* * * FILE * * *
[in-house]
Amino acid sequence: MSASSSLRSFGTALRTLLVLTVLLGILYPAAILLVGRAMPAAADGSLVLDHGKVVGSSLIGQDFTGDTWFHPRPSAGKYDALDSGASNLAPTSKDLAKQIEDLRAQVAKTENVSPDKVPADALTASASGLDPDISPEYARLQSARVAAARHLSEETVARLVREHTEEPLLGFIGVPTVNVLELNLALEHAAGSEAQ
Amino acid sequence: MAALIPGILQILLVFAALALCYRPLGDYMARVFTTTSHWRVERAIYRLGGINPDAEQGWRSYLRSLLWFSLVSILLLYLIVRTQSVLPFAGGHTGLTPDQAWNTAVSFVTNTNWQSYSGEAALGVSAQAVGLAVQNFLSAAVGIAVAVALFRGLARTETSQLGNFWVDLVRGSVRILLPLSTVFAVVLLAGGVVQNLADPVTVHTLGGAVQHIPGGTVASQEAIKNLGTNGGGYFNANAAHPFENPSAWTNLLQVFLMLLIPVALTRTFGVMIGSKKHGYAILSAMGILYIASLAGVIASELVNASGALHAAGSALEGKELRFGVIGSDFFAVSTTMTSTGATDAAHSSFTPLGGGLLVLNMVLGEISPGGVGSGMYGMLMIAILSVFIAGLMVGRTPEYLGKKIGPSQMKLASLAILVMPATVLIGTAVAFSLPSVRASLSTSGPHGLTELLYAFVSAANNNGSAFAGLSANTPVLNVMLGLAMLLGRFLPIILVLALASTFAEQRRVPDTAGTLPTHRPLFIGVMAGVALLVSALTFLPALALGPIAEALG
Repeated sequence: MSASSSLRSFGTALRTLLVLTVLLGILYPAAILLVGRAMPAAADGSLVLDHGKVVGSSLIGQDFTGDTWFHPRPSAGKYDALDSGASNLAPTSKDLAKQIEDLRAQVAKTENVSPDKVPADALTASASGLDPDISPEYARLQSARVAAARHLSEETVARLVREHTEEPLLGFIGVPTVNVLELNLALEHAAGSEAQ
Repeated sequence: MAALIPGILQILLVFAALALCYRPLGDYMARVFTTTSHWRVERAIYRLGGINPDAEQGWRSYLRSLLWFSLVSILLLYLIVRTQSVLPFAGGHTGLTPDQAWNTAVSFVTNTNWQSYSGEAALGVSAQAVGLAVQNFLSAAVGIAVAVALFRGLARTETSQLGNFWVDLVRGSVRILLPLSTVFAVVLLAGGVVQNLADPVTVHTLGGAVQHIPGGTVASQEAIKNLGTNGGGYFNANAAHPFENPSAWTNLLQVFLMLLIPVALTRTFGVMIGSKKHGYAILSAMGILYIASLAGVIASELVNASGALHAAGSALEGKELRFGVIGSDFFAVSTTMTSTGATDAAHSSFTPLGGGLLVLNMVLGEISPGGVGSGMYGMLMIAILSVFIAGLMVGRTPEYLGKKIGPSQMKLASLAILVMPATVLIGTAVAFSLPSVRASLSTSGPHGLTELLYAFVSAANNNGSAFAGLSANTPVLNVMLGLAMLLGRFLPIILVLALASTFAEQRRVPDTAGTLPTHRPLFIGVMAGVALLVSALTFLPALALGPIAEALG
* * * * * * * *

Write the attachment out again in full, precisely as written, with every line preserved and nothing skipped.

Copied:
[in-house]
Amino acid sequence: MSASSSLRSFGTALRTLLVLTVLLGILYPAAILLVGRAMPAAADGSLVLDHGKVVGSSLIGQDFTGDTWFHPRPSAGKYDALDSGASNLAPTSKDLAKQIEDLRAQVAKTENVSPDKVPADALTASASGLDPDISPEYARLQSARVAAARHLSEETVARLVREHTEEPLLGFIGVPTVNVLELNLALEHAAGSEAQ
Amino acid sequence: MAALIPGILQILLVFAALALCYRPLGDYMARVFTTTSHWRVERAIYRLGGINPDAEQGWRSYLRSLLWFSLVSILLLYLIVRTQSVLPFAGGHTGLTPDQAWNTAVSFVTNTNWQSYSGEAALGVSAQAVGLAVQNFLSAAVGIAVAVALFRGLARTETSQLGNFWVDLVRGSVRILLPLSTVFAVVLLAGGVVQNLADPVTVHTLGGAVQHIPGGTVASQEAIKNLGTNGGGYFNANAAHPFENPSAWTNLLQVFLMLLIPVALTRTFGVMIGSKKHGYAILSAMGILYIASLAGVIASELVNASGALHAAGSALEGKELRFGVIGSDFFAVSTTMTSTGATDAAHSSFTPLGGGLLVLNMVLGEISPGGVGSGMYGMLMIAILSVFIAGLMVGRTPEYLGKKIGPSQMKLASLAILVMPATVLIGTAVAFSLPSVRASLSTSGPHGLTELLYAFVSAANNNGSAFAGLSANTPVLNVMLGLAMLLGRFLPIILVLALASTFAEQRRVPDTAGTLPTHRPLFIGVMAGVALLVSALTFLPALALGPIAEALG
Repeated sequence: MSASSSLRSFGTALRTLLVLTVLLGILYPAAILLVGRAMPAAADGSLVLDHGKVVGSSLIGQDFTGDTWFHPRPSAGKYDALDSGASNLAPTSKDLAKQIEDLRAQVAKTENVSPDKVPADALTASASGLDPDISPEYARLQSARVAAARHLSEETVARLVREHTEEPLLGFIGVPTVNVLELNLALEHAAGSEAQ
Repeated sequence: MAALIPGILQILLVFAALALCYRPLGDYMARVFTTTSHWRVERAIYRLGGINPDAEQGWRSYLRSLLWFSLVSILLLYLIVRTQSVLPFAGGHTGLTPDQAWNTAVSFVTNTNWQSYSGEAALGVSAQAVGLAVQNFLSAAVGIAVAVALFRGLARTETSQLGNFWVDLVRGSVRILLPLSTVFAVVLLAGGVVQNLADPVTVHTLGGAVQHIPGGTVASQEAIKNLGTNGGGYFNANAAHPFENPSAWTNLLQVFLMLLIPVALTRTFGVMIGSKKHGYAILSAMGILYIASLAGVIASELVNASGALHAAGSALEGKELRFGVIGSDFFAVSTTMTSTGATDAAHSSFTPLGGGLLVLNMVLGEISPGGVGSGMYGMLMIAILSVFIAGLMVGRTPEYLGKKIGPSQMKLASLAILVMPATVLIGTAVAFSLPSVRASLSTSGPHGLTELLYAFVSAANNNGSAFAGLSANTPVLNVMLGLAMLLGRFLPIILVLALASTFAEQRRVPDTAGTLPTHRPLFIGVMAGVALLVSALTFLPALALGPIAEALG